Kendal Holiday Week

Article by Chris Butterfield

“Five cappuccinos coming right up, sir.”

The waitress had barely stepped away when a large brown folder was pushed across the table toward me. You could cut the atmosphere with a knife. I glanced up, and a slight nod signalled permission. Carefully, I opened the folder, revealing its contents.

Inside were black-and-white photos stamped with the Westmorland Gazette’s copyright, several Lakes & Lune annual reports, and a few pamphlets. These were early works of Alfred Wainwright, produced during his tenure at Kendal Borough Council’s Treasurer’s department, long before he became renowned for his Lakeland walking guides. It might seem like a mere collection of old documents to the uninitiated. But to fans of Wainwright, this was a priceless collection, offering a glimpse into the early career of a beloved guidebook author.

Then I spotted a small bag.

“What’s this?” I asked.

“Open it up, and you’ll see,” I slid the contents out of the bag and into the palm of my hand. It was a Three Nuns Tobacco tin.

“Surely it’s not?”

“Yes, Chris. The very one. It was the last tobacco tin he used as Borough Treasurer before he retired in 1967.”

Wainwright’s final tobacco tin as Borough Treasurer

I was speechless, almost to the point that I wondered if I appeared rude. Then I spotted the final envelope. I tipped it up, and three small brochures popped out.

“Oh, my goodness,” was all I could say. These were the Holiday Week brochures I had read about from Kendal’s war years.

“Well, Chris, you are now the new custodian of all these items.”

My wife Priscilla, brothers Paul and Mike Duff and Mike’s wife Sandra all shared knowing smiles with me. It seemed everyone was in on this surprise. I was overwhelmed with gratitude towards Paul Duff for gifting me such remarkable pieces of Wainwright’s history. As if on cue, five cappuccinos arrived, and never had coffee tasted so delightful.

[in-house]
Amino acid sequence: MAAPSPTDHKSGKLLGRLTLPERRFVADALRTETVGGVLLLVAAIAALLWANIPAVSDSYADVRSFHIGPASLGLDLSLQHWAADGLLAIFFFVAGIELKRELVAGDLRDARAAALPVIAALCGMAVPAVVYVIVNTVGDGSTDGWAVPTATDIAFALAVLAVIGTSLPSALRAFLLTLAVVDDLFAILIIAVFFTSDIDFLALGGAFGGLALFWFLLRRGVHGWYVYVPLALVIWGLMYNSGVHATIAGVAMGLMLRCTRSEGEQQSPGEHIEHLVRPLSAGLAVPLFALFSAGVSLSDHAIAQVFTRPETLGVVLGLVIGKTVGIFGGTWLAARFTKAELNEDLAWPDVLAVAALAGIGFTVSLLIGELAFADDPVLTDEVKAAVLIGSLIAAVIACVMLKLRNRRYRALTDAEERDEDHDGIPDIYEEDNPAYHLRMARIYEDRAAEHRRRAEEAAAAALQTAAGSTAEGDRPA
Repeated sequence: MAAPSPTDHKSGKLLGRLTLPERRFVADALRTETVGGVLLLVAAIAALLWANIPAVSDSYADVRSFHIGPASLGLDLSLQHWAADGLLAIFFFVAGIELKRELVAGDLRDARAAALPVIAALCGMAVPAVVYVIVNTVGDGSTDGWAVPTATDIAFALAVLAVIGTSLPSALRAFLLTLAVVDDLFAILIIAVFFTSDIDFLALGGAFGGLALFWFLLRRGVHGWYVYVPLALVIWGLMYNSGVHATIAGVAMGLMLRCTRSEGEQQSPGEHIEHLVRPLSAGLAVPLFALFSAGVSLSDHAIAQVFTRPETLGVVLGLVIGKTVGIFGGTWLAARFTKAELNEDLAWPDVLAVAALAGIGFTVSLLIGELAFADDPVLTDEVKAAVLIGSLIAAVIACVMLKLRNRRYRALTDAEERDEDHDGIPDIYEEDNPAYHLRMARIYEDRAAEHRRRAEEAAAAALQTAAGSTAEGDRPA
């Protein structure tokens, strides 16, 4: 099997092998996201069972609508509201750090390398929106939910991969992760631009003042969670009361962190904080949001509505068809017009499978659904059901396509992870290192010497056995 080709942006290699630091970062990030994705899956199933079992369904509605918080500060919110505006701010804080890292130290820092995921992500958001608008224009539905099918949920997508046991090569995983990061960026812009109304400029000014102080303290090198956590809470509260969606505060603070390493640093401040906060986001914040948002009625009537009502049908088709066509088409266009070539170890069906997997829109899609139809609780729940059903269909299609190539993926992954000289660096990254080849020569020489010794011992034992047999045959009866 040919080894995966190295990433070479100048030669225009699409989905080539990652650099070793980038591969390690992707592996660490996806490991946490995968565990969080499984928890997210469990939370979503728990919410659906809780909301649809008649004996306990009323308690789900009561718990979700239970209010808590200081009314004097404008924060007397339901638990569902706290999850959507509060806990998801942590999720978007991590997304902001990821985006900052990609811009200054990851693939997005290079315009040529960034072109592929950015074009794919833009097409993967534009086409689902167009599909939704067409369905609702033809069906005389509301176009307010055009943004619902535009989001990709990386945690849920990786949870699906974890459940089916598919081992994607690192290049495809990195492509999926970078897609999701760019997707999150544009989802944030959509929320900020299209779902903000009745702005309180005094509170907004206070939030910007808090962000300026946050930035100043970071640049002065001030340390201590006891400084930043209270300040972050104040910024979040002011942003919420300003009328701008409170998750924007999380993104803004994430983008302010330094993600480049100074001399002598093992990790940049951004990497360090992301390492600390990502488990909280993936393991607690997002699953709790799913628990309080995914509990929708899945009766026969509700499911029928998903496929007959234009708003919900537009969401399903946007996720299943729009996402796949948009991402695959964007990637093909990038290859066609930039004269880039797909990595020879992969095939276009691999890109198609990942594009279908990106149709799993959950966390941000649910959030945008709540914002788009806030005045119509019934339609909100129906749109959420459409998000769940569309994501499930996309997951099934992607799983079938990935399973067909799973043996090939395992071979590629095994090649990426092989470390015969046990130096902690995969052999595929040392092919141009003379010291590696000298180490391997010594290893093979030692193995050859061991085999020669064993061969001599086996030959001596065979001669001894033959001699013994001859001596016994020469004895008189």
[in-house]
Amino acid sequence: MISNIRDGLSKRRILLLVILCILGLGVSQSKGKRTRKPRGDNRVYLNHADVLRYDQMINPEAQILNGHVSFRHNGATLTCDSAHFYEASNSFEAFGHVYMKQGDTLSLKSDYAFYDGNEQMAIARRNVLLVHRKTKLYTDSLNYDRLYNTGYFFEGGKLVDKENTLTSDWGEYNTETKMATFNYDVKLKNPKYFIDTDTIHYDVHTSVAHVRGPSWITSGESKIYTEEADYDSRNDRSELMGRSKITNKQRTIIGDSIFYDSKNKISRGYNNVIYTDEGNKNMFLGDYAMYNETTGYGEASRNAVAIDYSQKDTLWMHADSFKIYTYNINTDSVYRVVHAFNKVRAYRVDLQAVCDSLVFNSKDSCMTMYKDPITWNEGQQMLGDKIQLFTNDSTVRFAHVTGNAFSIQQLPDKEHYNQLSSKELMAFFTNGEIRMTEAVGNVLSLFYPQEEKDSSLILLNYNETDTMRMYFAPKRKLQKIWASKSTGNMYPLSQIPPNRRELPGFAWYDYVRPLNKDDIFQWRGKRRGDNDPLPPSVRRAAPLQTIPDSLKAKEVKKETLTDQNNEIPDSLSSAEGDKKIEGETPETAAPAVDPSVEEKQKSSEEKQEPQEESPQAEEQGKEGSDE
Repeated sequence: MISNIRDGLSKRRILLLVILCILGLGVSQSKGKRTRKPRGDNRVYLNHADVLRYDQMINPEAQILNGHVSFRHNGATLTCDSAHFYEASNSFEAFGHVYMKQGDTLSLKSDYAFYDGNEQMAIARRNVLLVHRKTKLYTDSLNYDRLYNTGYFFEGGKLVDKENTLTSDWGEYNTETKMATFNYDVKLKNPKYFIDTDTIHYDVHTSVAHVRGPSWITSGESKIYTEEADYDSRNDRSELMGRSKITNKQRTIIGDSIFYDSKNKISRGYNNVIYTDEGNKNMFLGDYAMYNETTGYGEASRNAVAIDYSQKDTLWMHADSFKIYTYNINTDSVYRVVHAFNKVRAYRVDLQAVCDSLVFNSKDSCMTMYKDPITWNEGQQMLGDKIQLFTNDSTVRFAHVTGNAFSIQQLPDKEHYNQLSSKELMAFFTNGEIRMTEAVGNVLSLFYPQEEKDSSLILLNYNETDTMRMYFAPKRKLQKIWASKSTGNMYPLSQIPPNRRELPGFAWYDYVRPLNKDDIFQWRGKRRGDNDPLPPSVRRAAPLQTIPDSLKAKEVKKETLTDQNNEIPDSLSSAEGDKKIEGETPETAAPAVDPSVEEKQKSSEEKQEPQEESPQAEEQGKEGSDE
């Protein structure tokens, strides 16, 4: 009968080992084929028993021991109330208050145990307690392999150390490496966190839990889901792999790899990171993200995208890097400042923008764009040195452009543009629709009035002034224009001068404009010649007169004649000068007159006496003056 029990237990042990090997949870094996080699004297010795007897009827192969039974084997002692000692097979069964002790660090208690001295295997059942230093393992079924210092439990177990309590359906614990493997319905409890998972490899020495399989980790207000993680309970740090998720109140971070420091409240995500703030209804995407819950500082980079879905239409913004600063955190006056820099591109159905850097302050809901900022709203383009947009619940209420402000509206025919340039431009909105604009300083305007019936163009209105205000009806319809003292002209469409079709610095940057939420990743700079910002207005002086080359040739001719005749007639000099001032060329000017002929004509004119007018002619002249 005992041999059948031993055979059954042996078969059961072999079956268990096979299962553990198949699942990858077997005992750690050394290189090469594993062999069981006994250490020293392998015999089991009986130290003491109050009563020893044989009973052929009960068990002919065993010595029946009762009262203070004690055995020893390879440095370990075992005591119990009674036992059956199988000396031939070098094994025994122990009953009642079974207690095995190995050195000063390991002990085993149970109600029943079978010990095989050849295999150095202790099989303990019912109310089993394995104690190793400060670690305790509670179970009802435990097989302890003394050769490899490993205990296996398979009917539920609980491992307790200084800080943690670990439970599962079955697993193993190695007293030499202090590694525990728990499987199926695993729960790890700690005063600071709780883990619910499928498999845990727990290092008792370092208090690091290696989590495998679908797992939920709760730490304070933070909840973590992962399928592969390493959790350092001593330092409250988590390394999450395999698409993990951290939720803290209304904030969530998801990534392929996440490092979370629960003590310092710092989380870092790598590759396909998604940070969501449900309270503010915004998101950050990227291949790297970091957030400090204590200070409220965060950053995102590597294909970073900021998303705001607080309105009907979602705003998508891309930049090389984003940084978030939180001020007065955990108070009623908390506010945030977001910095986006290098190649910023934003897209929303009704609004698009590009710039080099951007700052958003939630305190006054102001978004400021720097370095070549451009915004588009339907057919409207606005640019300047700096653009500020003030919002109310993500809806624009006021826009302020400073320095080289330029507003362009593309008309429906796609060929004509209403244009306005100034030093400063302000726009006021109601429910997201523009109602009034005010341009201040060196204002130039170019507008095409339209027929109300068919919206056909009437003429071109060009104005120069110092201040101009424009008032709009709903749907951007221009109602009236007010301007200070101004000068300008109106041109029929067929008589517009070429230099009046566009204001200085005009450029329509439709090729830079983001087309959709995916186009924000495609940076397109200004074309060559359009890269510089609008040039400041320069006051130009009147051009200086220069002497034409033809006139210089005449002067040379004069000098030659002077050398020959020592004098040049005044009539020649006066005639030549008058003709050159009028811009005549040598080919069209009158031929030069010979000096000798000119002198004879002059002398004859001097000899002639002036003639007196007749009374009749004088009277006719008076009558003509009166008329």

We were unwinding in a Kendal café, reflecting on a beautiful morning. Mike and Paul, sons of Percy Duff, who succeeded Wainwright as Borough Treasurer, along with Sandra, had generously offered Priscilla and me a private tour of the Mayor’s parlour in the Town Hall. This tour was rich in Kendal’s history, including climbing the clock tower and handling Kendal’s historical artefacts, such as the Sovereign Sword. We admired Katherine Parr’s Book of Devotions and original town charters. An original Wainwright drawing adorned the wall, perfectly complementing our experience. The tour and the treasure trove laid out before us were a historian’s dream.

The Kendal Holiday Week brochures, part of this collection, were produced a decade before Wainwright’s acclaimed Pictorial Guide to the Lakeland Fells. These brochures are rare, with few having seen them recently. Wainwright, proud of this early work, always recognised its significance in his career.

With increasing social status, Wainwright had the liberty to plan extensively. He involved well-known locals, forming committees for various activities like dances, sporting events, competitions, concerts, and even Punch and Judy shows. His contribution included designing the brochures and embellishing their covers with his early drawings.